As February continues on, Big Finish’s monthly range reaches its penultimate installment, and it becomes clear that the end of the range is meant to parallel its beginning. As the second story was a Fifth Doctor and Turlough adventure, so is The Blazing Hour, making the total number of adventures to feature this specific TARDIS team in the Monthly Range to reach the large number of five. It makes The Blazing Hour one of those rare opportunities to see a rare all-alien TARDIS teams; placing the Doctor and Turlough in a story that reflects on the absolute worst of humanity. This is a story where one should not judge the release by it’s cover. The cover from Tom Webster is strikingly surreal; boasting Turlough in a wheelchair, the Fifth Doctor barely standing, a disfigured figure, and flames in the background. While all of these things occur in The Blazing Hour, instead of telling a story of surrealism, James Kettle provides a story all about the greed that humanity succumbs to and how that can corrupt genuinely good ideas and advancements in technology. The first episode of this story spends quite a bit of time on speaking against the idea of nuclear power in a manner close to sounding like a Luddit;, as Kettle focuses on the ease at which nuclear energy could go awry. While Kettle intends it to be cautionary and foreshadowing, it isn’t as clear here that he is speaking on what happens when negligence and greed become the main point of running a power station.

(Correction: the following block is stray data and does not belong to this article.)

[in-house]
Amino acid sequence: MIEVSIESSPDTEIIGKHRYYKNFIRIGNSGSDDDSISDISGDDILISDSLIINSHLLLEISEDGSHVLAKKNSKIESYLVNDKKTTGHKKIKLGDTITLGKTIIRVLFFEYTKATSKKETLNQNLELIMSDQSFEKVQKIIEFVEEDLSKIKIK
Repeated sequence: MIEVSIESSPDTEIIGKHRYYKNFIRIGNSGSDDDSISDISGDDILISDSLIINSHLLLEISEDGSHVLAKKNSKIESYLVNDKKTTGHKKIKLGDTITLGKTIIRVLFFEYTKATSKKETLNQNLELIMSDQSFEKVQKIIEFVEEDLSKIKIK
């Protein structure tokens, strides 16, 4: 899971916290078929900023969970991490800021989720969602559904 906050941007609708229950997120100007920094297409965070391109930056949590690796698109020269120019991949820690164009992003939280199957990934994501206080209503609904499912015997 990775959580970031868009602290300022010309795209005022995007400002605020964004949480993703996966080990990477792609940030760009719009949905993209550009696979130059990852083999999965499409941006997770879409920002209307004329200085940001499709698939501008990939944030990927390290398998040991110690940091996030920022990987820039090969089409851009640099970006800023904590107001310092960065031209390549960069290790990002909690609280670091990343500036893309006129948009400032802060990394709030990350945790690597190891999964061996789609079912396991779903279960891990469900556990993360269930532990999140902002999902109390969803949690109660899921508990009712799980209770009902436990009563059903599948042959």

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Review – The Diary Of River Song (Series 8)

Review by Jacob Licklider